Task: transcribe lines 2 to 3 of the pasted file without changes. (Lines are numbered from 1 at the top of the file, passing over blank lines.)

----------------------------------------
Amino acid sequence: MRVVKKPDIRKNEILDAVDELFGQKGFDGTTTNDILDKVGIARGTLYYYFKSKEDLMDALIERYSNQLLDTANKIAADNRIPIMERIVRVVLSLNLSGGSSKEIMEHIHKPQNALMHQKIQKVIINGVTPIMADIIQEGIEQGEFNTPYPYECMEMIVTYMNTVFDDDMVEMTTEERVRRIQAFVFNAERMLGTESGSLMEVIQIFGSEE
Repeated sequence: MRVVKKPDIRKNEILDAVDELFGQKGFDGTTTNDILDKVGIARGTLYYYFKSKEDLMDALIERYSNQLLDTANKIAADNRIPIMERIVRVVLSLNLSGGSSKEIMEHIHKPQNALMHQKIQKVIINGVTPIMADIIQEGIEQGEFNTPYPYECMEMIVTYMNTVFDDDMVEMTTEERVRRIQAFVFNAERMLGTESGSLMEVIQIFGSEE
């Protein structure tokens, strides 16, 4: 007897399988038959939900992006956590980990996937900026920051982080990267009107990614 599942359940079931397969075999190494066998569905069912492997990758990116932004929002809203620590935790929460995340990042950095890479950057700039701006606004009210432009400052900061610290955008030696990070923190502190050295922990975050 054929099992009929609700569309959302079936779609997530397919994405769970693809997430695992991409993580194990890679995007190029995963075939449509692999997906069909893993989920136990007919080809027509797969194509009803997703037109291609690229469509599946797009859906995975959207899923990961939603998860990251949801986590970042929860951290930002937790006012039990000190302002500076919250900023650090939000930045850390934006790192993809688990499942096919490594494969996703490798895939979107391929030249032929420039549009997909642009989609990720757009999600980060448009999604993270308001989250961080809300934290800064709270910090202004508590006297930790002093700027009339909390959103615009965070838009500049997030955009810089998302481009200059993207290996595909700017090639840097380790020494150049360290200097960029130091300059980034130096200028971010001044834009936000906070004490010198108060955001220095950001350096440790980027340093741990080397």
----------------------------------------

Repeated sequence: MRVVKKPDIRKNEILDAVDELFGQKGFDGTTTNDILDKVGIARGTLYYYFKSKEDLMDALIERYSNQLLDTANKIAADNRIPIMERIVRVVLSLNLSGGSSKEIMEHIHKPQNALMHQKIQKVIINGVTPIMADIIQEGIEQGEFNTPYPYECMEMIVTYMNTVFDDDMVEMTTEERVRRIQAFVFNAERMLGTESGSLMEVIQIFGSEE
């Protein structure tokens, strides 16, 4: 007897399988038959939900992006956590980990996937900026920051982080990267009107990614 599942359940079931397969075999190494066998569905069912492997990758990116932004929002809203620590935790929460995340990042950095890479950057700039701006606004009210432009400052900061610290955008030696990070923190502190050295922990975050 054929099992009929609700569309959302079936779609997530397919994405769970693809997430695992991409993580194990890679995007190029995963075939449509692999997906069909893993989920136990007919080809027509797969194509009803997703037109291609690229469509599946797009859906995975959207899923990961939603998860990251949801986590970042929860951290930002937790006012039990000190302002500076919250900023650090939000930045850390934006790192993809688990499942096919490594494969996703490798895939979107391929030249032929420039549009997909642009989609990720757009999600980060448009999604993270308001989250961080809300934290800064709270910090202004508590006297930790002093700027009339909390959103615009965070838009500049997030955009810089998302481009200059993207290996595909700017090639840097380790020494150049360290200097960029130091300059980034130096200028971010001044834009936000906070004490010198108060955001220095950001350096440790980027340093741990080397």